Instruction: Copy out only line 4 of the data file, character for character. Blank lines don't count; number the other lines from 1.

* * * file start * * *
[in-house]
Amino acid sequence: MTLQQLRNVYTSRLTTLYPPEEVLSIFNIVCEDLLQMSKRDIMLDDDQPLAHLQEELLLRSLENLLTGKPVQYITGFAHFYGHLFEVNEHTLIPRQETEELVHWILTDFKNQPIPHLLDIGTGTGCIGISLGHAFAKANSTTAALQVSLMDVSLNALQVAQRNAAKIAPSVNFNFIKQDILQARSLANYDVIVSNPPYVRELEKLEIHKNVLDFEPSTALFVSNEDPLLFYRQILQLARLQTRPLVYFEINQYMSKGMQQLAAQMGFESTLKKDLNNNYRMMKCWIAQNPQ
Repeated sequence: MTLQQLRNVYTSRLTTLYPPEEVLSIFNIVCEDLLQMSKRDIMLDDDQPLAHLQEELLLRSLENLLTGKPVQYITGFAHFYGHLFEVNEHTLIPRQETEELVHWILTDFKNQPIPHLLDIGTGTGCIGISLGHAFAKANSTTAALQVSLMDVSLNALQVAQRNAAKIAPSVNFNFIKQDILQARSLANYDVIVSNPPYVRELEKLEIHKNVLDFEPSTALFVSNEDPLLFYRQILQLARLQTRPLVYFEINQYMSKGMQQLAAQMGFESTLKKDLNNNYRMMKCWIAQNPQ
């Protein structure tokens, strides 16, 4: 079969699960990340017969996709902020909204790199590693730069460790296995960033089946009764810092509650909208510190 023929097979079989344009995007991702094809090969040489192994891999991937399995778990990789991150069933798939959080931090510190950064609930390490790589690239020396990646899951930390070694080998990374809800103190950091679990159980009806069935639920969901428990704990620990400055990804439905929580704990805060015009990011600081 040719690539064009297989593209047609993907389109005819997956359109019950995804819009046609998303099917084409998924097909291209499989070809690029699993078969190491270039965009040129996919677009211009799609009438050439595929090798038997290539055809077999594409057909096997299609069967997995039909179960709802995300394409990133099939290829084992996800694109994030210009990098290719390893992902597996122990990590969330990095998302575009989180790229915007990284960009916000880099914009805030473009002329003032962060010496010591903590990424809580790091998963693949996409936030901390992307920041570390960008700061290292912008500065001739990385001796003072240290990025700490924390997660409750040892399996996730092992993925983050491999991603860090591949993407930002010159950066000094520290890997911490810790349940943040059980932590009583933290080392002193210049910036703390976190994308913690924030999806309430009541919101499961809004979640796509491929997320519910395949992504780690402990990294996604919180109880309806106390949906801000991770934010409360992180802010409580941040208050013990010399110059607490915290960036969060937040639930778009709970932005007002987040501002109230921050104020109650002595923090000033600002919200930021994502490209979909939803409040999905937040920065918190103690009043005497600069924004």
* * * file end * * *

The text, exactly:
């Protein structure tokens, strides 16, 4: 079969699960990340017969996709902020909204790199590693730069460790296995960033089946009764810092509650909208510190 023929097979079989344009995007991702094809090969040489192994891999991937399995778990990789991150069933798939959080931090510190950064609930390490790589690239020396990646899951930390070694080998990374809800103190950091679990159980009806069935639920969901428990704990620990400055990804439905929580704990805060015009990011600081 040719690539064009297989593209047609993907389109005819997956359109019950995804819009046609998303099917084409998924097909291209499989070809690029699993078969190491270039965009040129996919677009211009799609009438050439595929090798038997290539055809077999594409057909096997299609069967997995039909179960709802995300394409990133099939290829084992996800694109994030210009990098290719390893992902597996122990990590969330990095998302575009989180790229915007990284960009916000880099914009805030473009002329003032962060010496010591903590990424809580790091998963693949996409936030901390992307920041570390960008700061290292912008500065001739990385001796003072240290990025700490924390997660409750040892399996996730092992993925983050491999991603860090591949993407930002010159950066000094520290890997911490810790349940943040059980932590009583933290080392002193210049910036703390976190994308913690924030999806309430009541919101499961809004979640796509491929997320519910395949992504780690402990990294996604919180109880309806106390949906801000991770934010409360992180802010409580941040208050013990010399110059607490915290960036969060937040639930778009709970932005007002987040501002109230921050104020109650002595923090000033600002919200930021994502490209979909939803409040999905937040920065918190103690009043005497600069924004």